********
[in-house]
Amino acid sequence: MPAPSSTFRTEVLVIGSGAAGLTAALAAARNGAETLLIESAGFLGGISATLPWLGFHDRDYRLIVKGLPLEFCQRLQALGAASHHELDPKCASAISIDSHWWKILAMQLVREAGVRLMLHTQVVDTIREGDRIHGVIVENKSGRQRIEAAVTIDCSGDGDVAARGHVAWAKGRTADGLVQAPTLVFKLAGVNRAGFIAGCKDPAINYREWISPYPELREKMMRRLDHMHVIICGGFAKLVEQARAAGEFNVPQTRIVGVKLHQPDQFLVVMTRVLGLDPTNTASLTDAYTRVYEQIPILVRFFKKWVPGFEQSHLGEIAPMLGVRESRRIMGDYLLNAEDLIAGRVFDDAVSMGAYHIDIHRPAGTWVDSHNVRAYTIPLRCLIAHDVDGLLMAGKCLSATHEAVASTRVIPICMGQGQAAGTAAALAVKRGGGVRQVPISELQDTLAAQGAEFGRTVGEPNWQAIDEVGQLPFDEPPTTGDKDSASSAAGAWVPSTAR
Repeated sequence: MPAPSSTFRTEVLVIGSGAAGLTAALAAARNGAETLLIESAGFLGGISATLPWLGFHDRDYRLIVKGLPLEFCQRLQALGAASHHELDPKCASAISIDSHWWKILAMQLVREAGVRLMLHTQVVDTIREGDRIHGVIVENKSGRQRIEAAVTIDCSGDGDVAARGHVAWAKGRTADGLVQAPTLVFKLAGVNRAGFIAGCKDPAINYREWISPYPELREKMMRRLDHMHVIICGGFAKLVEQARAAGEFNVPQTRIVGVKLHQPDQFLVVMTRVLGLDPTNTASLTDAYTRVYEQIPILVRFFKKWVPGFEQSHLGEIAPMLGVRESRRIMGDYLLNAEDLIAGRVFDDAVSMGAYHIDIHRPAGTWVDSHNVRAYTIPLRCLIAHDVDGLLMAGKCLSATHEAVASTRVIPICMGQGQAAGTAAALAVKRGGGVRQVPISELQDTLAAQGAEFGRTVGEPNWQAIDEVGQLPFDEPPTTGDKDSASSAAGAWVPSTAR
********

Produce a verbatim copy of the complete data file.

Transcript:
[in-house]
Amino acid sequence: MPAPSSTFRTEVLVIGSGAAGLTAALAAARNGAETLLIESAGFLGGISATLPWLGFHDRDYRLIVKGLPLEFCQRLQALGAASHHELDPKCASAISIDSHWWKILAMQLVREAGVRLMLHTQVVDTIREGDRIHGVIVENKSGRQRIEAAVTIDCSGDGDVAARGHVAWAKGRTADGLVQAPTLVFKLAGVNRAGFIAGCKDPAINYREWISPYPELREKMMRRLDHMHVIICGGFAKLVEQARAAGEFNVPQTRIVGVKLHQPDQFLVVMTRVLGLDPTNTASLTDAYTRVYEQIPILVRFFKKWVPGFEQSHLGEIAPMLGVRESRRIMGDYLLNAEDLIAGRVFDDAVSMGAYHIDIHRPAGTWVDSHNVRAYTIPLRCLIAHDVDGLLMAGKCLSATHEAVASTRVIPICMGQGQAAGTAAALAVKRGGGVRQVPISELQDTLAAQGAEFGRTVGEPNWQAIDEVGQLPFDEPPTTGDKDSASSAAGAWVPSTAR
Repeated sequence: MPAPSSTFRTEVLVIGSGAAGLTAALAAARNGAETLLIESAGFLGGISATLPWLGFHDRDYRLIVKGLPLEFCQRLQALGAASHHELDPKCASAISIDSHWWKILAMQLVREAGVRLMLHTQVVDTIREGDRIHGVIVENKSGRQRIEAAVTIDCSGDGDVAARGHVAWAKGRTADGLVQAPTLVFKLAGVNRAGFIAGCKDPAINYREWISPYPELREKMMRRLDHMHVIICGGFAKLVEQARAAGEFNVPQTRIVGVKLHQPDQFLVVMTRVLGLDPTNTASLTDAYTRVYEQIPILVRFFKKWVPGFEQSHLGEIAPMLGVRESRRIMGDYLLNAEDLIAGRVFDDAVSMGAYHIDIHRPAGTWVDSHNVRAYTIPLRCLIAHDVDGLLMAGKCLSATHEAVASTRVIPICMGQGQAAGTAAALAVKRGGGVRQVPISELQDTLAAQGAEFGRTVGEPNWQAIDEVGQLPFDEPPTTGDKDSASSAAGAWVPSTAR